The Lost City Museum in Overton is proud to present the artwork of Jim Callaway July 10-31.
Born and raised in Las Vegas, Callaway graduated from the University of Nevada, Reno, with the intention of being an art teacher. But in 1969, he attended dental school in Detroit and art was put on the back burner as he built his practice. Years later, he learned of the new focus on realistic art and immediately painted his first Native American portrait. It sold the next week.
Over the years, Callaway continued to paint portraits, including more than 30 works for the University of Nevada, Las Vegas boosters club. Callaway also served as the team dentist for all university players for more than 37 years. He earned a place in the UNLV Hall of Fame in 2008. “Doc,” as he has been known, practiced dentistry for 41 years until Parkinson’s disease forced his retirement.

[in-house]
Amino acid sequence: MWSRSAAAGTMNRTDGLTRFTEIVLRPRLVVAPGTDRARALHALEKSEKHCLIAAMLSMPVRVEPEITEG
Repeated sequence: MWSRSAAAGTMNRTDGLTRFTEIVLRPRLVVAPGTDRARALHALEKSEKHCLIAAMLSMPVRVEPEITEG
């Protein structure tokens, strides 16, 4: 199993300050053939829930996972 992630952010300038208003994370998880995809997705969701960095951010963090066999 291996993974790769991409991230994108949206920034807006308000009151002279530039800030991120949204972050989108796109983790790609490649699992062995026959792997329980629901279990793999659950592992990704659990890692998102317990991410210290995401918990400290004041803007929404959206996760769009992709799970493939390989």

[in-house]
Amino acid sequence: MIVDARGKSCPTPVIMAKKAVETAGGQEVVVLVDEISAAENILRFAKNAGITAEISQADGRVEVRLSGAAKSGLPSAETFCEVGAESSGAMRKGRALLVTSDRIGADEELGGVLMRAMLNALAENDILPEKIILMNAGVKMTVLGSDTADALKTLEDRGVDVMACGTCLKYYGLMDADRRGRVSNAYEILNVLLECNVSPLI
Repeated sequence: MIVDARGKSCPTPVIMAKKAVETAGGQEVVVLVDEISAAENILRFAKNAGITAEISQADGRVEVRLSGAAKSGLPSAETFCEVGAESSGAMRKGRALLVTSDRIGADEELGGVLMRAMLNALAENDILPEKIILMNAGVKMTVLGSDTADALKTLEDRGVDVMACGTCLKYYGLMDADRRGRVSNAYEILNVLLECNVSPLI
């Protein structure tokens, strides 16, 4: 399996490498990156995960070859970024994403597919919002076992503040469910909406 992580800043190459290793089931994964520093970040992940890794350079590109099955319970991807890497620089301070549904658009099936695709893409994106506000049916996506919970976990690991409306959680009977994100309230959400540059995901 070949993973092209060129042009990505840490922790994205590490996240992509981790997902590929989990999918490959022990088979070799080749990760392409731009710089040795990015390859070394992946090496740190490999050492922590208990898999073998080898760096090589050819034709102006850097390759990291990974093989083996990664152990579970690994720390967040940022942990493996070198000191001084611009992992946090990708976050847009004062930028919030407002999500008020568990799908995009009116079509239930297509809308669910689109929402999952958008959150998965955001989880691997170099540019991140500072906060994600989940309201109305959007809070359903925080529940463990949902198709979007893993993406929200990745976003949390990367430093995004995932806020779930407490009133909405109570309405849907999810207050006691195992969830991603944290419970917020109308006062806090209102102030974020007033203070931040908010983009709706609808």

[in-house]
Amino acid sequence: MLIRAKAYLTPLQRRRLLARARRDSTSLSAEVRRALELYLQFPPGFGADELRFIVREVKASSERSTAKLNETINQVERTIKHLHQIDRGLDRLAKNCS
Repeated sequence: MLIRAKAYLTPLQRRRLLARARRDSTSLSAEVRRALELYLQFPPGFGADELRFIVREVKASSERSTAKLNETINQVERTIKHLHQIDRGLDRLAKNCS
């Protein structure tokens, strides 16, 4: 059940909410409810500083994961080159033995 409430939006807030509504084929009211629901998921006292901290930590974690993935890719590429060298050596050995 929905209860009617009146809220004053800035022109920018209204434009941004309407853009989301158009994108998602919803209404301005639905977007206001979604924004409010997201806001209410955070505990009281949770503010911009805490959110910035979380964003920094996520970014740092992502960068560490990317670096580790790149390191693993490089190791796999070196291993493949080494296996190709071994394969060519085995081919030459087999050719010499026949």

Not a fan of critics, Callaway rarely exhibited his work until an interested agent in Tucson, Arizona, persuaded him to show in galleries. Art is Callaway’s passion, and he says painting is as important to him as breathing.
The Lost City Museum actively engages people in understanding and celebrating Nevada’s natural and cultural heritage. One of seven museums managed by the Nevada Division of Museums and History, an agency of the Nevada Department of Tourism and Cultural Affairs, it is open from 8:30 a.m. to 4:30 p.m. Thursday, Friday and Saturday at 721 S. Moapa Valley Blvd., Overton.
Admission is $5, free for children 17 and younger and members. From Las Vegas, take Interstate 15 north to exit 93. Access also is available from Lake Mead National Recreation Area or the Valley of Fire State Park. For more information, call the museum at 702-397-2193 or visit the museum’s Facebook page..